Northampton Mercury - Friday 15 May 1891



are instructed by Mr. Lewis Osborn


On Monday, May 25th, 1891,

56 Acres of Excellent GRASS KEEPING
Up to the 11th October next, 39 acres of which can
be mown (to go off),
Part of Rick of well-gotten MEADOW HAY,
Two well-bred Shorthorn BULLOCKS,
2½ years old, and
Four Milch COWS and CALVES, belonging to

Credit for the Keeping will be given until August 1st next on payment of a deposit of 25 per cent., and giving approved security upon conditions which will be produced time of sale.
The company are requested to meet the Auctioneers at the Farm Buildings at Three o'clock precisely.
Catalogues may be had of Messrs. Durham, Gotto, and Samuel, Auctioneers and Land Agents, Stony Stratford and Newport Pagnell.

Northampton Chronicle and Echo Saturday 30 May 1891

CHARGE OF ARSON. At Towcester, on Thursday, before Mr. K. W. Watkin, William Compton, Castlethorpe, painter, was charged by Joel Lack. Cosgrove, innkeeper with unlawfully and feloniously setting fire to a hayrick belonging to prosecutor, at Cosgrove, on the 26th inst.—The prosecutor said on the 26th inst. he had a stack of hay standing in a grass field adjoining the road from his house to Castlethorpe. When prosecutor left the rick a few minutes to four it was quite safe, and when he went home he saw the prisoner sitting there. Prisoner left about seven, and a few after a boy (George Eakins), ran into prosecutor’s and informed him his rick was on fire. There were 14 and 16 tons of hay, and it was all consumed. A piece of it had been cut away in the meadow. Prosecutor refused to serve prisoner with beer in the house. George Eakins, of Castlethorpe spoke of giving the alarm seeing prisoner near the fire.— Inspector R. stationed at Towcester, proved apprehending prisoner, and he was then committed for trial at the Assizes, was admitted to bail—himself in £50, and two sureties in £25 each.

Buckingham Express Saturday 06 June 1891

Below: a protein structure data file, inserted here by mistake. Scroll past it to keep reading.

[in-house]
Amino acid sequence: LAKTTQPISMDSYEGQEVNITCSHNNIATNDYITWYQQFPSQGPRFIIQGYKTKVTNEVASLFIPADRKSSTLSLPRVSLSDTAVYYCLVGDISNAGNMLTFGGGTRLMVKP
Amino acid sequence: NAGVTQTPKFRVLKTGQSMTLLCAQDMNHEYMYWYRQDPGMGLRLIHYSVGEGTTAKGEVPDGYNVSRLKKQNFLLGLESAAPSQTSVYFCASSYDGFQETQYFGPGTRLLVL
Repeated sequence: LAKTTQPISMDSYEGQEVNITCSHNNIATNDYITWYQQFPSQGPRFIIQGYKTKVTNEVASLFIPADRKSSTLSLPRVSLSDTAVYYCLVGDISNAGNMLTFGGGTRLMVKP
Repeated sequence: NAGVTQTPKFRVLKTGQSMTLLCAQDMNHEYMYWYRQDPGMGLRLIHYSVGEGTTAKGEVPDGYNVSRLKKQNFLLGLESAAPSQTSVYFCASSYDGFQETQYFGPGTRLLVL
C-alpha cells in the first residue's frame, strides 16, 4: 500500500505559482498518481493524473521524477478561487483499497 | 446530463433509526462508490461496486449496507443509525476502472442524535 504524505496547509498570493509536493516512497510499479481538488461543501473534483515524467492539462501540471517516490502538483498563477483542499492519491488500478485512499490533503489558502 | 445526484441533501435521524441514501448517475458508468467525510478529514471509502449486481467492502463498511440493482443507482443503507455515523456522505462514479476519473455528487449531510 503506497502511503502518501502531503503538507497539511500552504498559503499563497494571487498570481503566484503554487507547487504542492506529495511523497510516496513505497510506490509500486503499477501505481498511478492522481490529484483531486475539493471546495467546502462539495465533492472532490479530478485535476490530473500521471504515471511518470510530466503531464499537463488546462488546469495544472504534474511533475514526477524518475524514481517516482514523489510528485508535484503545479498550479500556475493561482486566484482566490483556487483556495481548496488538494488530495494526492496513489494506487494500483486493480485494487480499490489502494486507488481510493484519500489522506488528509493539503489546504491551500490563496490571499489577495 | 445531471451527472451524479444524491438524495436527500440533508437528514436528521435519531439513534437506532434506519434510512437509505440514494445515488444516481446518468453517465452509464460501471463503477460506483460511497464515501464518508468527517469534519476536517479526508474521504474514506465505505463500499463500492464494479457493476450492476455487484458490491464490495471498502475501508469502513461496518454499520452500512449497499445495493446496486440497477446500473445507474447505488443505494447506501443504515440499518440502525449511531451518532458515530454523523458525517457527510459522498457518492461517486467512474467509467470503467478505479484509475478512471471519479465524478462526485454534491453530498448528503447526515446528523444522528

FORMATION OF A BRASS BAND —During the last four months Mr. H. Brooks (Wolverton), Regimental Bandmaster to the 1st Bucks R.V. Corps, has had under his charge 15 young men who expressed their desire some time ago to form a band. After constant practice the band appeared before the public last Saturday afternoon for the first time, and played at several of the gentlemen's residences, and also in the village. The performance, considering the time, was very good, reflecting great credit on their painstaking bandmaster. The following subscriptions have been sent to the secretary of the band fund :—Mr. J. J. Atkinson. £4; Mrs. Atkinson, £1 ; Rev. P. G. McDouall, £1; Col. Murray, £1; Mr. Anchor, 5s..; Mr. Allen 2s.; Mr. Marks, 2s. ; Mr. Seymour, 1s. ; Mr. Willison, 6d. Other ladies and gentlemen have also announced their intention of forwarding subscriptions

Northampton Chronicle and Echo Saturday 20 June 1891

STONY STRATFORD. DIVISIONAL PETTY SESSIONS. FRIDAY—Before the Rev. C. W. Selby-Lowndes (chairman), sad Mr. M. G. S. Knapp.


Joel Lack, of Cosgrove, was charged with assaulting Martha Willison at Cosgrove on June 1st.—Mr. Clare (Bedford) appeared for the defendant—Martha Willison said defendant abused her and tried to stamp on her toes, and kicked her on the thighs and legs.—Dr . Dufty said he found the complainant had been bruised on both sides from the hip to the thigh.—By Mr. Clare: He was of opinion that Mrs. Willison must have been on the floor, as the whole of the bruises could not have been caused by a kick.— Martha Willison was also summoned for assaulting. Joel Lack at the same place and time.—Joel Lack said she put her fist in his face, and struck him with a plate.—Case dismissed.

The Bucks Standard Saturday 27 June 1891

STONY STRATFORD PETTY SESSIONS. FRIDAY, June 19. Before the Rev. C. W. Selby-Lowndes (chairman) and M. G. S. Knapp, Esq.
Joel Lack, of the Navigation Inn, Cosgrove, was charged with assaulting Martha Willison, in his house at Cosgrove, on the 1st June.
Mr. Clare, of Bedford, appeared on behalf of defendant and denied the charge. Martha Willison said she was acting as housekeeper for Mr. Lack on the 1st. inst., when two men from Leckhampstead, having heard that defendant's premises were to let, called and made enquiries. Witness took them into the garden, and showed them round. They then went into the house, had a drink, and immediately went away. When dinner was over she told the landlord what was the cause of their calling. She then went upstairs and made the beds, and, when she came down to wash the dishes, Lack commenced abusing and swearing at her, and said he would murder her. He tried to stamp on her toes, and kicked her on the thighs and legs. Witness had two or three plates in her hand, and Lack struck at her and smashed them. She hit him, but whether accidentally or not she did not know.
By Mr. Clare: She did not shake her fist at him or spit in his face, neither did she strike him behind the ear with a plate. She struck him anywhere where she could get the chance, but the plates broke before she struck him.
Dr. Dofty then gave evidence, and said that Mrs. Willison went to his house on the 2nd inst., and asked him to examine her. She said she had been bruised and kicked, and he found there were bruises on both aides from the hip to the knee.
By Mr. Clare: He was of opinion that Mrs. Willison must have been on the floor, because the bruises could not have been caused by a kick.